I happen to think that when the prophet has spoken, the thinking has been done.

    Just kidding. I find that morally repugnant, but I think Craig was right that the problem today is not too much thought; it is the utter lack of thought. And that extends to all parts of our lives, not just our religious part.

  7. Mark B. on June 14, 2005 at 1:33 pm

    Frank,

    Not too many wood-burning stoves here in Brooklyn. Thanks for the reference.

    Craig and bboy,

    If you’re right about our not thinking enough these days, it is certainly coupled with our not engaging in enough physical work. I guess we’re losers on all counts.

  8. Shawn Bailey on June 14, 2005 at 2:16 pm

    This brings to mind a memorable Garrison Keillor line: “Intelligence is like an all-terrain vehicle: it doesn’t keep you from getting lost, it permits you to get lost in more remote places.” Or something like that.

  9. greenfrog on June 14, 2005 at 3:31 pm

    Many people have deranged themselves by thinking too much.

    My favorite part of that snippet.

  10. costanza on June 14, 2005 at 5:21 pm

    I prefer Alexander Pope’s famous admonition:
    “A little learning is a dangerous thing, Drink deeply or taste not the Pierian Spring; Their shallow draughts intoxicate the brain, and drinking largely sobers us again.”

  11. Aaron B. Cox on June 14, 2005 at 5:31 pm

    “Many people have deranged themselves by thinking too much.”

    Amen, amen, and amen. Get off the speculation train.

  12. Steve Evans on June 14, 2005 at 6:54 pm

    quit spamming, you BoH nerds.

  13. bboy-mike on June 14, 2005 at 8:26 pm

    I’m all for lobotomies. What do we actually need our god given capcity to reason for anyway? I mean, thinking is highly overrated, and it can lead us down dangerous paths, so let’s just get it over with and get all that junk out now. Just take this post for example: No to higher education!

    Amen, and amen. and amen.

  14. Clark on June 14, 2005 at 10:11 pm

    This sounds like a veiled bit of satire and warning towards Orson Pratt and people listening to him too much.

  15. Chance Richardson on June 14, 2005 at 10:17 pm

    Sorry to get serious, but Aaron has a point (place BoH propaganda link here). I have witnessed members, strong members, thinking themselves into inactivity. They talk themselves out of simple Gospel truths, relying on and trusting in cold logic, and forgetting how to feel the warmth of the Spirit. I realize Brother Brigham didn’t say it, but I think that was one point he was trying to make, as the body is the place we initially feel the Spirit. Look at the translation of the BoM, it was guided by just a short prayer and a burning in the bosom, not a 40 day fast. It’s ok to look for an answer with the mind, but you must also consult the body at some point in your search for that answer.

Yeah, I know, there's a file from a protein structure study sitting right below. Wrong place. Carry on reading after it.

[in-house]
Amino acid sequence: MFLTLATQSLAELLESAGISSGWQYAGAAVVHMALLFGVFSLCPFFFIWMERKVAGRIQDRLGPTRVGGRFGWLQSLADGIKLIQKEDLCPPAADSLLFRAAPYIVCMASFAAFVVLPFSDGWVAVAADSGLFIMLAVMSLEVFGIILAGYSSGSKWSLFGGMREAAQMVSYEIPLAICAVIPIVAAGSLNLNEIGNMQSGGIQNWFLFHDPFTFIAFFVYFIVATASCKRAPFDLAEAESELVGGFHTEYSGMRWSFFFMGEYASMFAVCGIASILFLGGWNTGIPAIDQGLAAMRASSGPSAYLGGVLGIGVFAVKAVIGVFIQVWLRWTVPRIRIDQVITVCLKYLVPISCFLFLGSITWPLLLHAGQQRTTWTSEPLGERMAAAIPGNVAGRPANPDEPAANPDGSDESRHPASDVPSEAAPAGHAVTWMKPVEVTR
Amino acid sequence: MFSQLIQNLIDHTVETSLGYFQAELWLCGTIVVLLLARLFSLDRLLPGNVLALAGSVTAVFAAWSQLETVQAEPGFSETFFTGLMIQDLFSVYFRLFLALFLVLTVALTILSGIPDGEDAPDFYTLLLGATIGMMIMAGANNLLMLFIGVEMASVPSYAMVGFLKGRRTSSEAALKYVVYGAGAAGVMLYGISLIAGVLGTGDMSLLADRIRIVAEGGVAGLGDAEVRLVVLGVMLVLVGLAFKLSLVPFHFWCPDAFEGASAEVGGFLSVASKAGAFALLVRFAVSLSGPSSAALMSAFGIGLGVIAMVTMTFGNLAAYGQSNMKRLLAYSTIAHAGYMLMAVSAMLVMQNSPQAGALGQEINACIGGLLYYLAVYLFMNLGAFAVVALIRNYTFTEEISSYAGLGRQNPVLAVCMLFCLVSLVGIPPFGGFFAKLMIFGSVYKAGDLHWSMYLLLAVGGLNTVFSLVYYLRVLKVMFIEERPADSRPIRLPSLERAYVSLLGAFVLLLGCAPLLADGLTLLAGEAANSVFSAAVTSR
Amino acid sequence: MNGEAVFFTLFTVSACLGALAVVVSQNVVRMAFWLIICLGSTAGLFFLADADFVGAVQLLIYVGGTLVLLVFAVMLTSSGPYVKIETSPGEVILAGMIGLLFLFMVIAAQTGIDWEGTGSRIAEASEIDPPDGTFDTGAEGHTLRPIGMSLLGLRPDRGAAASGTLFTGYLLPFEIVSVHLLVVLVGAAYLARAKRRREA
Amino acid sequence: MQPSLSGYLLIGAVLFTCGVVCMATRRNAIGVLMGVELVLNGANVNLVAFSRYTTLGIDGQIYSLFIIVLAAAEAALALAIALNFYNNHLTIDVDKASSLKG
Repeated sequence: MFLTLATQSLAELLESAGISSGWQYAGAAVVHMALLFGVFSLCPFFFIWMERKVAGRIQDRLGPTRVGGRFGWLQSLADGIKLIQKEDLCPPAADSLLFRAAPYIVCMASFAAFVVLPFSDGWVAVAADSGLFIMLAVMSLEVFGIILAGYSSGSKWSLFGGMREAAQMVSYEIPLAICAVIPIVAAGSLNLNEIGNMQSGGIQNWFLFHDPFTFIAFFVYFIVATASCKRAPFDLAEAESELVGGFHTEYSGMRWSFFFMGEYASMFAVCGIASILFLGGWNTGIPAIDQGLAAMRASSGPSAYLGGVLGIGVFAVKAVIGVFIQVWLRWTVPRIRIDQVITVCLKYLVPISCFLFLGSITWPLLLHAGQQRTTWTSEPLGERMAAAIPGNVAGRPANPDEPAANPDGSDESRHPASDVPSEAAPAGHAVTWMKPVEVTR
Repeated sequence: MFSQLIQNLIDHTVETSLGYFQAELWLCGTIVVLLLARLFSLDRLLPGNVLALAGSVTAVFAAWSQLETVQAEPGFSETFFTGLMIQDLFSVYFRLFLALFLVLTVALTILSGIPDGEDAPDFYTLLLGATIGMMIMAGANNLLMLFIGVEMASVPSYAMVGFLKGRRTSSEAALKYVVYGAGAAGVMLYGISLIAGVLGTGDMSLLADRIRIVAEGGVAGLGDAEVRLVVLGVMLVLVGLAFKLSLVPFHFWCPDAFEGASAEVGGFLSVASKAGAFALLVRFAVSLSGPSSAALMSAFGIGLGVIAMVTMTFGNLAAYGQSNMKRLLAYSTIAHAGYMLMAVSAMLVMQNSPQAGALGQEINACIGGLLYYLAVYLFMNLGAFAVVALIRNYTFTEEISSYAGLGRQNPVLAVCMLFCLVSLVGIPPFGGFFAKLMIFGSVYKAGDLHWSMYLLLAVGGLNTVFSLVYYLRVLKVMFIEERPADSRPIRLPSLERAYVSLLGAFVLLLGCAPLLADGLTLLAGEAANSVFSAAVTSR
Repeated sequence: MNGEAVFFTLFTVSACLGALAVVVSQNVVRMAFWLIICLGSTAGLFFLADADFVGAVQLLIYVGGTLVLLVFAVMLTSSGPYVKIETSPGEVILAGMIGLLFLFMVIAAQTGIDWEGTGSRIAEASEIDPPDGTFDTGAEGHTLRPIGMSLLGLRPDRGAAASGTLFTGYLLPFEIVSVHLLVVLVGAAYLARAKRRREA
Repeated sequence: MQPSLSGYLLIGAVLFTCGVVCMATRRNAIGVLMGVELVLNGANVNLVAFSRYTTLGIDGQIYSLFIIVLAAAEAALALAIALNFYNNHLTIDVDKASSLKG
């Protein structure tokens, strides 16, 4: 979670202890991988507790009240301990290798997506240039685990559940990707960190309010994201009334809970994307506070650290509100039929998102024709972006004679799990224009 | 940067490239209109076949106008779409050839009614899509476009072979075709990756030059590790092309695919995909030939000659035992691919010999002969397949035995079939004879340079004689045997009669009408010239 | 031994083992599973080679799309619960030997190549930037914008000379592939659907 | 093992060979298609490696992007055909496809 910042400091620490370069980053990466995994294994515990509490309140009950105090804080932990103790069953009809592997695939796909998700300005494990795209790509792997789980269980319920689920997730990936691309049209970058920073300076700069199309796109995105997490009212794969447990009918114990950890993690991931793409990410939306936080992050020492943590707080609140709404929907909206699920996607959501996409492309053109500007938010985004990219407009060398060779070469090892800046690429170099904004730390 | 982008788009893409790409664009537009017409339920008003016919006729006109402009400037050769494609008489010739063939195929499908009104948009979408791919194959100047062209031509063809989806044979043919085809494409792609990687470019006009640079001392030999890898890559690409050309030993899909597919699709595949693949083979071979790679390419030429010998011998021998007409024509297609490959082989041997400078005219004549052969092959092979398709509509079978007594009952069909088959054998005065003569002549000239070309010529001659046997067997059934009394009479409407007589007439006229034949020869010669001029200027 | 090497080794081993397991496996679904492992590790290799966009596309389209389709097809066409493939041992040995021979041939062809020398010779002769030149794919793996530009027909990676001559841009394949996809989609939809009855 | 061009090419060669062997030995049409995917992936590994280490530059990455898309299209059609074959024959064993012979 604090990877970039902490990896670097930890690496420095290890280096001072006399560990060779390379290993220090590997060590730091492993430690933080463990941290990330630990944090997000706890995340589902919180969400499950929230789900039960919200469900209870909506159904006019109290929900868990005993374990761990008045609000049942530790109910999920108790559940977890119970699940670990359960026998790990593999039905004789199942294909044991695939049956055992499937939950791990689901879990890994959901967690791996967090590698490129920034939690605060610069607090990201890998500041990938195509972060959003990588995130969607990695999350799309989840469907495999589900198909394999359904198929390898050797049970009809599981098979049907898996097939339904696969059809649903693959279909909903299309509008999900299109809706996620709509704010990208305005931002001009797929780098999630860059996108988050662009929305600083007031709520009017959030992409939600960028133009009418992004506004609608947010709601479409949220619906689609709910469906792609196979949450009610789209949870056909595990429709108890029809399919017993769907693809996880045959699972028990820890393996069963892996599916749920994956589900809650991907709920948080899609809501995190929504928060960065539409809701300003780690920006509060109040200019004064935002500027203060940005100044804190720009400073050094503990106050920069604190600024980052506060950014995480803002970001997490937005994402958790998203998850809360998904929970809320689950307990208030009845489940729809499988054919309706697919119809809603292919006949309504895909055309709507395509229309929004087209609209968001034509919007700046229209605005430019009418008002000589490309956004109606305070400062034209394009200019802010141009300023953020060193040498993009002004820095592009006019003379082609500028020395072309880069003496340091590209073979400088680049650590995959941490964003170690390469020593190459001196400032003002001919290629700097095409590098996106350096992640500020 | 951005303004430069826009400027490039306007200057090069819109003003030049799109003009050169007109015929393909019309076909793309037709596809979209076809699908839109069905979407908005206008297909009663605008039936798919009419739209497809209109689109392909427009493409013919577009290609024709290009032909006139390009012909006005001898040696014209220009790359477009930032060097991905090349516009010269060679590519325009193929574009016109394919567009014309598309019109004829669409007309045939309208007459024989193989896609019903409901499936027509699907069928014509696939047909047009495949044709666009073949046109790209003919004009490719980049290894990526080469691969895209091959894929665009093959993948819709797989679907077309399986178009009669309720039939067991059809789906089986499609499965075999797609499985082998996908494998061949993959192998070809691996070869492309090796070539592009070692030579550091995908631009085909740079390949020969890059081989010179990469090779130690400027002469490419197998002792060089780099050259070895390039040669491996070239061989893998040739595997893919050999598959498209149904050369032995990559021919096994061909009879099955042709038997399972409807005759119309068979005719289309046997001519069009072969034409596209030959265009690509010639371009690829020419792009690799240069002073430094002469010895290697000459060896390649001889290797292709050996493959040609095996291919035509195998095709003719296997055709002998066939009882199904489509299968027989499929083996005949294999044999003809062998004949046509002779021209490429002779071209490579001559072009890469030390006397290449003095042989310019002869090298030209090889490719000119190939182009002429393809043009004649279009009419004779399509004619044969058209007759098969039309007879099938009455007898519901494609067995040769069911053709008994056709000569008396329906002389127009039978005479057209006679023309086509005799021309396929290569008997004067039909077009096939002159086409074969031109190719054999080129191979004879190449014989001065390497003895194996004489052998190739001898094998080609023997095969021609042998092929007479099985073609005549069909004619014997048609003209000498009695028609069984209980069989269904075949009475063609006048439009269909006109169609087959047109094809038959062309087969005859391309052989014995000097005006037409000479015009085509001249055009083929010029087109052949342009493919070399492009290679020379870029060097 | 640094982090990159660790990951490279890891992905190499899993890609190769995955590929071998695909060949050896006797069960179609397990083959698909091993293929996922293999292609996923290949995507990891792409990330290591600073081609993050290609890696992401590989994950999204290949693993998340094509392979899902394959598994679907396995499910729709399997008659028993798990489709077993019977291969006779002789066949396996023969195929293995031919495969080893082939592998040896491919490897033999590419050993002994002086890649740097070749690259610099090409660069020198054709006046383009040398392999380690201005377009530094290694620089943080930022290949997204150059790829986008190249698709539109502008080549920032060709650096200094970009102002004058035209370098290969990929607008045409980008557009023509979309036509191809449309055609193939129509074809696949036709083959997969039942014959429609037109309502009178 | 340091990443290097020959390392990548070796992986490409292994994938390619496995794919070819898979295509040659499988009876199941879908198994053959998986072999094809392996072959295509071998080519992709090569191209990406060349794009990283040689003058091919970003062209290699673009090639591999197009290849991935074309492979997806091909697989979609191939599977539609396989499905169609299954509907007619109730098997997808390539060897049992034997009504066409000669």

16. Harold B. Curtis on June 14, 2005 at 10:58 pm

    If I should think
    But fail to drink
    From wisdoms lucid lake

    The thought I think
    May surely shrink
    And ill decisions make

    For all our thoughts
    By virtue taught
    Achieve a destined port

    But ill conceived
    Oft do deceive
    And cut the thinking short

    For as one drinks
    He surely thinks
    His wisdom heaven sent

    Make sure the draught
    Divinely got
    Will save us in the end

    Harold B. Curtis

  17. Matt Witten on June 14, 2005 at 11:50 pm

    This quote made me think of how much time I spend sitting in front of the computer, and how I don’t spend enough time helping others. It also made me a guy I met on my misison who was reading the bible, went nuts and starting tearing it into bits and trying to eat it. Talk about feasting on the word….His brother joined the church.
    I think this quote could be misused as an excuse to be lazy and not face the challenges to our faith, but I also see the wisdom in it.

  18. Mark B. on June 15, 2005 at 10:39 am

    I think it interesting that there has been almost no attention paid to what seems the central point of Brigham’s statement: that body and mind must work together, and that we can avoid the problem of “thinking too much” if we engage in more physical work.